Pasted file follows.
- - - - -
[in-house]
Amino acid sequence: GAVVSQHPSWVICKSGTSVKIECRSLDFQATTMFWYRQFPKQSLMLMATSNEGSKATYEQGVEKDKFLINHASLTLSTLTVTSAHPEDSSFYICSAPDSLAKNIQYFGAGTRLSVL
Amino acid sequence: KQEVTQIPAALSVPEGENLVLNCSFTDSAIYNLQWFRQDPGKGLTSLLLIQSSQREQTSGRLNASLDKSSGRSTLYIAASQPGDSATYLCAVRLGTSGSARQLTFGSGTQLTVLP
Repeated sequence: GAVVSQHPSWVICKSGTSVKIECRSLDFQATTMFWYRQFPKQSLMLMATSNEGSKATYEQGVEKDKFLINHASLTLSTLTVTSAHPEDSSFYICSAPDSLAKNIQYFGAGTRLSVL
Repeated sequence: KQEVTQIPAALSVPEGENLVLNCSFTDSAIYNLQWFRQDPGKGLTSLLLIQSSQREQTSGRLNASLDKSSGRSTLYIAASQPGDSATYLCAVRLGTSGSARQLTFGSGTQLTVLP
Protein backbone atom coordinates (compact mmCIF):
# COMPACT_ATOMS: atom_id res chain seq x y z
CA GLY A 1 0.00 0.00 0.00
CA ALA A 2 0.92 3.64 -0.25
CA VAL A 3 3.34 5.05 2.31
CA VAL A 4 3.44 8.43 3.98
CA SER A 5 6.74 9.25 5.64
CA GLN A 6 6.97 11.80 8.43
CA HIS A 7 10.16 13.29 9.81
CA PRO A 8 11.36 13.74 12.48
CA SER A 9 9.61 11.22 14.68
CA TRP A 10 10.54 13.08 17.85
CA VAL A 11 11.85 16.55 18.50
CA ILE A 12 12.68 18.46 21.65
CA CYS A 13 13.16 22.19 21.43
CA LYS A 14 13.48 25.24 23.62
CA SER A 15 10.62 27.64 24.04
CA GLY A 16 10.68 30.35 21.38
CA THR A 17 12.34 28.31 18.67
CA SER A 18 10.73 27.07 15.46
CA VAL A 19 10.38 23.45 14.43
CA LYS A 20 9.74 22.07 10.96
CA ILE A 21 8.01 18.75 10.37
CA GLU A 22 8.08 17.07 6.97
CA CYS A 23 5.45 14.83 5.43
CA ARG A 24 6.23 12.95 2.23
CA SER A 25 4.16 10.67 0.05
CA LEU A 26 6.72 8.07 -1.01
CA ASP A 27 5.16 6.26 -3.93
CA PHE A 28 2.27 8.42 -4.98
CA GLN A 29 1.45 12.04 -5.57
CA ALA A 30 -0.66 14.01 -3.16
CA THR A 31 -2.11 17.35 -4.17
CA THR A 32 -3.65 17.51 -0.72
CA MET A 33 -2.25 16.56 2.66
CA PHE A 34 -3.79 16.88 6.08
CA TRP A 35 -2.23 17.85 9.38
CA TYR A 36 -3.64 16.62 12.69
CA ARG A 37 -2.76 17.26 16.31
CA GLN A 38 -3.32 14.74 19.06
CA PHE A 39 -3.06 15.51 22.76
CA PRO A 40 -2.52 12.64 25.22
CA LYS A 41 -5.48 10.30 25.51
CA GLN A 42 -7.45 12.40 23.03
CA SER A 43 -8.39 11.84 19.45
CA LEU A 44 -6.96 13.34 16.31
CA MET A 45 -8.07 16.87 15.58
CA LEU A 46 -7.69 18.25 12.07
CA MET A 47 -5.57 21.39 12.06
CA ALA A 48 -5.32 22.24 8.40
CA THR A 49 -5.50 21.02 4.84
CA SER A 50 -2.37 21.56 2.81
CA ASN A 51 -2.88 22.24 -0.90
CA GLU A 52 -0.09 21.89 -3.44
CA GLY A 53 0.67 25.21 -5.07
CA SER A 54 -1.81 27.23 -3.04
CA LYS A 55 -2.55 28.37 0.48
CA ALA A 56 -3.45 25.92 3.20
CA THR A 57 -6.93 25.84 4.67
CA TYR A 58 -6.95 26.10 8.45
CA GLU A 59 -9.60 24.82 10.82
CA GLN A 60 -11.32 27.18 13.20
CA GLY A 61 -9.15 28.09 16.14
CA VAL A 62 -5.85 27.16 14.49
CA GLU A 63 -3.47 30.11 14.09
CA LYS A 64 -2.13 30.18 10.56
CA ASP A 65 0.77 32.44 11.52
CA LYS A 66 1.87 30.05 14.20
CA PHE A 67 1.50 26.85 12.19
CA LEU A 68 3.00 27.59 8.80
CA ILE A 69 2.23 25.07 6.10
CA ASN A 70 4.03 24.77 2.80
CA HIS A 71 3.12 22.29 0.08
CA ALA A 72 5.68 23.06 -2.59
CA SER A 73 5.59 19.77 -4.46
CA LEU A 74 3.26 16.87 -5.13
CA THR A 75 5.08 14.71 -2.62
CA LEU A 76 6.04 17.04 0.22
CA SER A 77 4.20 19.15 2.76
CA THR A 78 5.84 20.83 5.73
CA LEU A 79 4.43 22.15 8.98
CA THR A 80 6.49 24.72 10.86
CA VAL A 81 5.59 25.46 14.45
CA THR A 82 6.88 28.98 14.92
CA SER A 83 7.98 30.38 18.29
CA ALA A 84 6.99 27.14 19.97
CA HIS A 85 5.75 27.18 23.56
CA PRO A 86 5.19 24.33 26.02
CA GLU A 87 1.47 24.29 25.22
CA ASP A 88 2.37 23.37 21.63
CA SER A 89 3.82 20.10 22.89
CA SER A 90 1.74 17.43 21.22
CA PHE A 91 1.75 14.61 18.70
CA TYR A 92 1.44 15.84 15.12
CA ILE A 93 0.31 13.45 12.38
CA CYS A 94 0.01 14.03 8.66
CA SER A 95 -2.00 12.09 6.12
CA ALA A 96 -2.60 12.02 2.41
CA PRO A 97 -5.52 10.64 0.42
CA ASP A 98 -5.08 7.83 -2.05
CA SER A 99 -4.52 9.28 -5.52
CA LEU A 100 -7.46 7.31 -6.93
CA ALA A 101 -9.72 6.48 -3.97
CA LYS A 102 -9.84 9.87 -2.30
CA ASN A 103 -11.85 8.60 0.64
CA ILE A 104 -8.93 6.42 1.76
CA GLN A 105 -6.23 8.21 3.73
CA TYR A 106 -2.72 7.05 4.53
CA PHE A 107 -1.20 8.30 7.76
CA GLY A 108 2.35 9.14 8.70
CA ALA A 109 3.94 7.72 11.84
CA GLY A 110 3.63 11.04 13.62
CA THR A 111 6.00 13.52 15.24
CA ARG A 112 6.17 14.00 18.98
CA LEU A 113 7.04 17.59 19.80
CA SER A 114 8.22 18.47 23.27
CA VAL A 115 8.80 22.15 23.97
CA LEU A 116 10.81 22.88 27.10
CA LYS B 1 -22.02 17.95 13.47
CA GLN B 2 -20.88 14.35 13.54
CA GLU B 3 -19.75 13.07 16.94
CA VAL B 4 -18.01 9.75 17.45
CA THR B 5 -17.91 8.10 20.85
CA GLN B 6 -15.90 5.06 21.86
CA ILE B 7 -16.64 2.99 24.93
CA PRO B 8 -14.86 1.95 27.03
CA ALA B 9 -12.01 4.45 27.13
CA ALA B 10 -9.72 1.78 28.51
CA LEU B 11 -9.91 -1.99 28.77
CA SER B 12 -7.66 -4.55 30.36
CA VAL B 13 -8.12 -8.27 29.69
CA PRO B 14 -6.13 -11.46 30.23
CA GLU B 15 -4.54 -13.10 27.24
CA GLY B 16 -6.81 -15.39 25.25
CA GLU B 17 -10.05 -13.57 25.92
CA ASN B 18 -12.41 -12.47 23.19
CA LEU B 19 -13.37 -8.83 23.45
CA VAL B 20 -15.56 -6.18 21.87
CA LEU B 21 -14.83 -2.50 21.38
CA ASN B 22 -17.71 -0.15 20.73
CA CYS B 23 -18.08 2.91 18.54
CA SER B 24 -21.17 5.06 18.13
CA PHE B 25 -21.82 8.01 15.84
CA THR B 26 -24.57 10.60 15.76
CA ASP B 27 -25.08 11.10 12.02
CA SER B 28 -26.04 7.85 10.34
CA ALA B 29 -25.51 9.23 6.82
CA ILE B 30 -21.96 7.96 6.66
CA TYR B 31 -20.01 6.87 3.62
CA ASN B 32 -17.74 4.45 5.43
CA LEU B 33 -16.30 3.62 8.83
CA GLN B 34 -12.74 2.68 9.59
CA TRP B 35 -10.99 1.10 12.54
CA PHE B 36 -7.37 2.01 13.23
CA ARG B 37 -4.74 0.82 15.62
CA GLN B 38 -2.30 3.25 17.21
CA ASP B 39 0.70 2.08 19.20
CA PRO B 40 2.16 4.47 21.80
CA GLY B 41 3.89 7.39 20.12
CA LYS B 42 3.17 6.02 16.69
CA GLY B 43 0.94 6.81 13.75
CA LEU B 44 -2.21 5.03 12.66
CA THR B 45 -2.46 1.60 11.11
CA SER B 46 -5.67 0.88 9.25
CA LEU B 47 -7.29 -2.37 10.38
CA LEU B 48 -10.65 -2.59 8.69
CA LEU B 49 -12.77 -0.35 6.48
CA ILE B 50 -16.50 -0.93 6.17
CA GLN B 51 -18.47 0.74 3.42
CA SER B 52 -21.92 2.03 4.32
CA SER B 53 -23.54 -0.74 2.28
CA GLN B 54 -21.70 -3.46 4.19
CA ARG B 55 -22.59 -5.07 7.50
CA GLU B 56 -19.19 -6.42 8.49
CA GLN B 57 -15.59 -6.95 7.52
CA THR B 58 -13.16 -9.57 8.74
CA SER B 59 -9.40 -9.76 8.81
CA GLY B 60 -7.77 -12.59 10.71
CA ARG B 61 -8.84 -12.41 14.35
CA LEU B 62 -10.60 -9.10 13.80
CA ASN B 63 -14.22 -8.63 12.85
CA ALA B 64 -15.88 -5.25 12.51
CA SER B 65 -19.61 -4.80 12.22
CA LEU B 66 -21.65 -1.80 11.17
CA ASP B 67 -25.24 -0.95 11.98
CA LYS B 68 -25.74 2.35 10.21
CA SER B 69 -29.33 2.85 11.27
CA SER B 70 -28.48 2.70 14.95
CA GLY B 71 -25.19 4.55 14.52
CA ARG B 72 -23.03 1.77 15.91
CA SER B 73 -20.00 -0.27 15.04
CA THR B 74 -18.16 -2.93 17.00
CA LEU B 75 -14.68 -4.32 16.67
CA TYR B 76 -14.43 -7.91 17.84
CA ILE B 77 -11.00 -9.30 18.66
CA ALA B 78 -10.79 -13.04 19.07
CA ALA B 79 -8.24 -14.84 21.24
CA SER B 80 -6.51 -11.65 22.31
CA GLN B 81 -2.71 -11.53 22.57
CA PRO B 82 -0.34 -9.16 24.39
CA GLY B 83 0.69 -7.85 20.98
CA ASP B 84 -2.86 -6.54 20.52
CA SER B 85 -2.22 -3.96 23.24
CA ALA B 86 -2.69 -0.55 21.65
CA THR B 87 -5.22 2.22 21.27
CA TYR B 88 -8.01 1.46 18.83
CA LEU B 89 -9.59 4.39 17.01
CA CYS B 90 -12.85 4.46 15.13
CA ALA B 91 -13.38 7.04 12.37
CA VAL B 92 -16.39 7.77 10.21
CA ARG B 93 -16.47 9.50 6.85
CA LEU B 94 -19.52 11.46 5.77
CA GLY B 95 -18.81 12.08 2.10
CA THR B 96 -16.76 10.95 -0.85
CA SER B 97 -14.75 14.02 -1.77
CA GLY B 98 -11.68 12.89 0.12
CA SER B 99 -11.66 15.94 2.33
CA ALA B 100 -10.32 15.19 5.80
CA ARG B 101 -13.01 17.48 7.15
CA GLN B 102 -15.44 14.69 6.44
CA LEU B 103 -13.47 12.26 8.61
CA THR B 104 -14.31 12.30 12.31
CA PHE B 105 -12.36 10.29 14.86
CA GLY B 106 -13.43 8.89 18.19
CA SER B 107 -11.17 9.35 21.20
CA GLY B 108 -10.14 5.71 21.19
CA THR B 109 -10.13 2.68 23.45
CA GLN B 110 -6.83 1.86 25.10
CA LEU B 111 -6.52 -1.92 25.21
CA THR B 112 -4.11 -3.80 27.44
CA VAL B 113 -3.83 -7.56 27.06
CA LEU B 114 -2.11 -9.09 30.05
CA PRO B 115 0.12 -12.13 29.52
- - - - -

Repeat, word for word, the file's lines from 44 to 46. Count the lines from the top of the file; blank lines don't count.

CA ARG A 37 -2.76 17.26 16.31
CA GLN A 38 -3.32 14.74 19.06
CA PHE A 39 -3.06 15.51 22.76